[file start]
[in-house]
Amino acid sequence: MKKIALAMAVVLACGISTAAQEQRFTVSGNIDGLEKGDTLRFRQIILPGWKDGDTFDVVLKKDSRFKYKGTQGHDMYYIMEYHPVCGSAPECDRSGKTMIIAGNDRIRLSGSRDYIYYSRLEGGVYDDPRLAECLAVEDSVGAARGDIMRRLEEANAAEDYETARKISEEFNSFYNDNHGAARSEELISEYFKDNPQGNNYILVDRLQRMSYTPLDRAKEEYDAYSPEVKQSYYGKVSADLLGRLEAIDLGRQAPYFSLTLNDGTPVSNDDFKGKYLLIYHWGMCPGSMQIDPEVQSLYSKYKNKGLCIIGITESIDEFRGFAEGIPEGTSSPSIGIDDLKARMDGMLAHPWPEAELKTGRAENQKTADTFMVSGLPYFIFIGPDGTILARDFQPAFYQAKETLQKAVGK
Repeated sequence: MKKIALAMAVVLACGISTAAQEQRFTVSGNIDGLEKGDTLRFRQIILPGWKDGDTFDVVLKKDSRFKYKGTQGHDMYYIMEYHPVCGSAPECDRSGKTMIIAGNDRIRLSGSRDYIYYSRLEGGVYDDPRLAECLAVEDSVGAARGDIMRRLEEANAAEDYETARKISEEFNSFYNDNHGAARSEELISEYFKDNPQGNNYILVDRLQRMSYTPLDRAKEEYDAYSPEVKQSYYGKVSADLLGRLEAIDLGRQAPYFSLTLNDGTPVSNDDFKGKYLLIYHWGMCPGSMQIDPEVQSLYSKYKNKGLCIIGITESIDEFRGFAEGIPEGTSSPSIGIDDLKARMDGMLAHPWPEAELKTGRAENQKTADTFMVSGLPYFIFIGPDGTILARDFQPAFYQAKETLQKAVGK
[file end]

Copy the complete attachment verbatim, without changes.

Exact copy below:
[in-house]
Amino acid sequence: MKKIALAMAVVLACGISTAAQEQRFTVSGNIDGLEKGDTLRFRQIILPGWKDGDTFDVVLKKDSRFKYKGTQGHDMYYIMEYHPVCGSAPECDRSGKTMIIAGNDRIRLSGSRDYIYYSRLEGGVYDDPRLAECLAVEDSVGAARGDIMRRLEEANAAEDYETARKISEEFNSFYNDNHGAARSEELISEYFKDNPQGNNYILVDRLQRMSYTPLDRAKEEYDAYSPEVKQSYYGKVSADLLGRLEAIDLGRQAPYFSLTLNDGTPVSNDDFKGKYLLIYHWGMCPGSMQIDPEVQSLYSKYKNKGLCIIGITESIDEFRGFAEGIPEGTSSPSIGIDDLKARMDGMLAHPWPEAELKTGRAENQKTADTFMVSGLPYFIFIGPDGTILARDFQPAFYQAKETLQKAVGK
Repeated sequence: MKKIALAMAVVLACGISTAAQEQRFTVSGNIDGLEKGDTLRFRQIILPGWKDGDTFDVVLKKDSRFKYKGTQGHDMYYIMEYHPVCGSAPECDRSGKTMIIAGNDRIRLSGSRDYIYYSRLEGGVYDDPRLAECLAVEDSVGAARGDIMRRLEEANAAEDYETARKISEEFNSFYNDNHGAARSEELISEYFKDNPQGNNYILVDRLQRMSYTPLDRAKEEYDAYSPEVKQSYYGKVSADLLGRLEAIDLGRQAPYFSLTLNDGTPVSNDDFKGKYLLIYHWGMCPGSMQIDPEVQSLYSKYKNKGLCIIGITESIDEFRGFAEGIPEGTSSPSIGIDDLKARMDGMLAHPWPEAELKTGRAENQKTADTFMVSGLPYFIFIGPDGTILARDFQPAFYQAKETLQKAVGK